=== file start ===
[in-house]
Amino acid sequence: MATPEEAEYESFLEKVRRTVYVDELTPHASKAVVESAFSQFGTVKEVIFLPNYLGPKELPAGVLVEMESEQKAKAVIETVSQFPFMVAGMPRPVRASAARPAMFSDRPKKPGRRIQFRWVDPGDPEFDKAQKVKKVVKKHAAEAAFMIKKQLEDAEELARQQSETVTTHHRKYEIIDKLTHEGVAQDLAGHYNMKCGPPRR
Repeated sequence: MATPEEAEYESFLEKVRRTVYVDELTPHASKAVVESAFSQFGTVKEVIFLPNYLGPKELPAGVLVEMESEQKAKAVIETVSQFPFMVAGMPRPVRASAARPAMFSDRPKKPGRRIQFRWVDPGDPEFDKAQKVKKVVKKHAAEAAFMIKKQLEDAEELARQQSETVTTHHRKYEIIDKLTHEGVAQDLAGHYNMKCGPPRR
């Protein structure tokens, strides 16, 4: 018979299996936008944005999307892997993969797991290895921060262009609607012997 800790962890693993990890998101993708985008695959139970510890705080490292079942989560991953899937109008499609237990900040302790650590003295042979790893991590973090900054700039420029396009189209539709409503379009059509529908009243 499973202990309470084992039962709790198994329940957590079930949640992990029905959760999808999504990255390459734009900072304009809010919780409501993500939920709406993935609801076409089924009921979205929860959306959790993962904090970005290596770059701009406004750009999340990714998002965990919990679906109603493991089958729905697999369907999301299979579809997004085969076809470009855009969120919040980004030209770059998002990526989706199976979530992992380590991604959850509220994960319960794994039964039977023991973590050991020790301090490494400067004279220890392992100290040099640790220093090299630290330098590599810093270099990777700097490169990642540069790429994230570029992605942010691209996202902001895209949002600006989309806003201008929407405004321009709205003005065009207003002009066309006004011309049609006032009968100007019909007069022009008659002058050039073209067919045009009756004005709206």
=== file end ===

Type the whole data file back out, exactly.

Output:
[in-house]
Amino acid sequence: MATPEEAEYESFLEKVRRTVYVDELTPHASKAVVESAFSQFGTVKEVIFLPNYLGPKELPAGVLVEMESEQKAKAVIETVSQFPFMVAGMPRPVRASAARPAMFSDRPKKPGRRIQFRWVDPGDPEFDKAQKVKKVVKKHAAEAAFMIKKQLEDAEELARQQSETVTTHHRKYEIIDKLTHEGVAQDLAGHYNMKCGPPRR
Repeated sequence: MATPEEAEYESFLEKVRRTVYVDELTPHASKAVVESAFSQFGTVKEVIFLPNYLGPKELPAGVLVEMESEQKAKAVIETVSQFPFMVAGMPRPVRASAARPAMFSDRPKKPGRRIQFRWVDPGDPEFDKAQKVKKVVKKHAAEAAFMIKKQLEDAEELARQQSETVTTHHRKYEIIDKLTHEGVAQDLAGHYNMKCGPPRR
């Protein structure tokens, strides 16, 4: 018979299996936008944005999307892997993969797991290895921060262009609607012997 800790962890693993990890998101993708985008695959139970510890705080490292079942989560991953899937109008499609237990900040302790650590003295042979790893991590973090900054700039420029396009189209539709409503379009059509529908009243 499973202990309470084992039962709790198994329940957590079930949640992990029905959760999808999504990255390459734009900072304009809010919780409501993500939920709406993935609801076409089924009921979205929860959306959790993962904090970005290596770059701009406004750009999340990714998002965990919990679906109603493991089958729905697999369907999301299979579809997004085969076809470009855009969120919040980004030209770059998002990526989706199976979530992992380590991604959850509220994960319960794994039964039977023991973590050991020790301090490494400067004279220890392992100290040099640790220093090299630290330098590599810093270099990777700097490169990642540069790429994230570029992605942010691209996202902001895209949002600006989309806003201008929407405004321009709205003005065009207003002009066309006004011309049609006032009968100007019909007069022009008659002058050039073209067919045009009756004005709206």